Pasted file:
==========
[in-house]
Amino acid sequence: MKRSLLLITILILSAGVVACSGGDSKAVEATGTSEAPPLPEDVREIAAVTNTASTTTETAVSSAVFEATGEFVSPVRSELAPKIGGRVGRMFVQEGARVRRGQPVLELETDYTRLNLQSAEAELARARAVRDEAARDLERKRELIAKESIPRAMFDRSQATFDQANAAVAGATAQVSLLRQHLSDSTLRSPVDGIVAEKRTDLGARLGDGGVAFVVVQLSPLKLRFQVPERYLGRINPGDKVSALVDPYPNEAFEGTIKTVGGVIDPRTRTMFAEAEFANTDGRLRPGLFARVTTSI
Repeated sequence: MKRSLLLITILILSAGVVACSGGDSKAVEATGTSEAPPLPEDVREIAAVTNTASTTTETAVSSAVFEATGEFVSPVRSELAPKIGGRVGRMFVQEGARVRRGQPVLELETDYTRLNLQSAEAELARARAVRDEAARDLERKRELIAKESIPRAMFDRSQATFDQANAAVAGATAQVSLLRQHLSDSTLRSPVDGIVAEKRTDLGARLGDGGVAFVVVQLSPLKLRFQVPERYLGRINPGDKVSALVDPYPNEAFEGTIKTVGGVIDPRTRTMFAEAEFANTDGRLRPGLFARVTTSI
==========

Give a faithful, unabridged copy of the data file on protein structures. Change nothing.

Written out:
[in-house]
Amino acid sequence: MKRSLLLITILILSAGVVACSGGDSKAVEATGTSEAPPLPEDVREIAAVTNTASTTTETAVSSAVFEATGEFVSPVRSELAPKIGGRVGRMFVQEGARVRRGQPVLELETDYTRLNLQSAEAELARARAVRDEAARDLERKRELIAKESIPRAMFDRSQATFDQANAAVAGATAQVSLLRQHLSDSTLRSPVDGIVAEKRTDLGARLGDGGVAFVVVQLSPLKLRFQVPERYLGRINPGDKVSALVDPYPNEAFEGTIKTVGGVIDPRTRTMFAEAEFANTDGRLRPGLFARVTTSI
Repeated sequence: MKRSLLLITILILSAGVVACSGGDSKAVEATGTSEAPPLPEDVREIAAVTNTASTTTETAVSSAVFEATGEFVSPVRSELAPKIGGRVGRMFVQEGARVRRGQPVLELETDYTRLNLQSAEAELARARAVRDEAARDLERKRELIAKESIPRAMFDRSQATFDQANAAVAGATAQVSLLRQHLSDSTLRSPVDGIVAEKRTDLGARLGDGGVAFVVVQLSPLKLRFQVPERYLGRINPGDKVSALVDPYPNEAFEGTIKTVGGVIDPRTRTMFAEAEFANTDGRLRPGLFARVTTSI